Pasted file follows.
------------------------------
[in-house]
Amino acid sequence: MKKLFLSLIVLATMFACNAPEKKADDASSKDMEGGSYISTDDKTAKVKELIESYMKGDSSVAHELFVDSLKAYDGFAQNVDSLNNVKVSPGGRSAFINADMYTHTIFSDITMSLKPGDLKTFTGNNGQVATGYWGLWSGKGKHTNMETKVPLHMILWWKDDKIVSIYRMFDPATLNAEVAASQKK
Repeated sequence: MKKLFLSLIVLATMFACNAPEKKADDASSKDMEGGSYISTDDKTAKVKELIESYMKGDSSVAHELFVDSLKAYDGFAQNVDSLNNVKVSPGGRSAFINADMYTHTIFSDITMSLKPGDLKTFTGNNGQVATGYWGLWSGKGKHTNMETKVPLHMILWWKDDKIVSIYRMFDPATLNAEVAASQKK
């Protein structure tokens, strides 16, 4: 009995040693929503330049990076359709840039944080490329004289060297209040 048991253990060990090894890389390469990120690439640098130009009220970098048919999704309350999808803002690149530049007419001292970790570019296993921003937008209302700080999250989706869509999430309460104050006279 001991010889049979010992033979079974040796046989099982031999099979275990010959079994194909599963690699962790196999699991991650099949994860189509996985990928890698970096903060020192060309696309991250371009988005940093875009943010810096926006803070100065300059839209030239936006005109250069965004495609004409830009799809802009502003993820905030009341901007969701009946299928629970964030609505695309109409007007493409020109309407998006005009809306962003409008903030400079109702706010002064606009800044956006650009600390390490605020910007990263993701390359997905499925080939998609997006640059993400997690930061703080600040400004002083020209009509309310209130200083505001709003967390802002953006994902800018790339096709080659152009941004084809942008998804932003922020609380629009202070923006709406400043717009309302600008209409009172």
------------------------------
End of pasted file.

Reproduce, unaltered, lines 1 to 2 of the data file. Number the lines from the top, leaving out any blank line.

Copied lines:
[in-house]
Amino acid sequence: MKKLFLSLIVLATMFACNAPEKKADDASSKDMEGGSYISTDDKTAKVKELIESYMKGDSSVAHELFVDSLKAYDGFAQNVDSLNNVKVSPGGRSAFINADMYTHTIFSDITMSLKPGDLKTFTGNNGQVATGYWGLWSGKGKHTNMETKVPLHMILWWKDDKIVSIYRMFDPATLNAEVAASQKK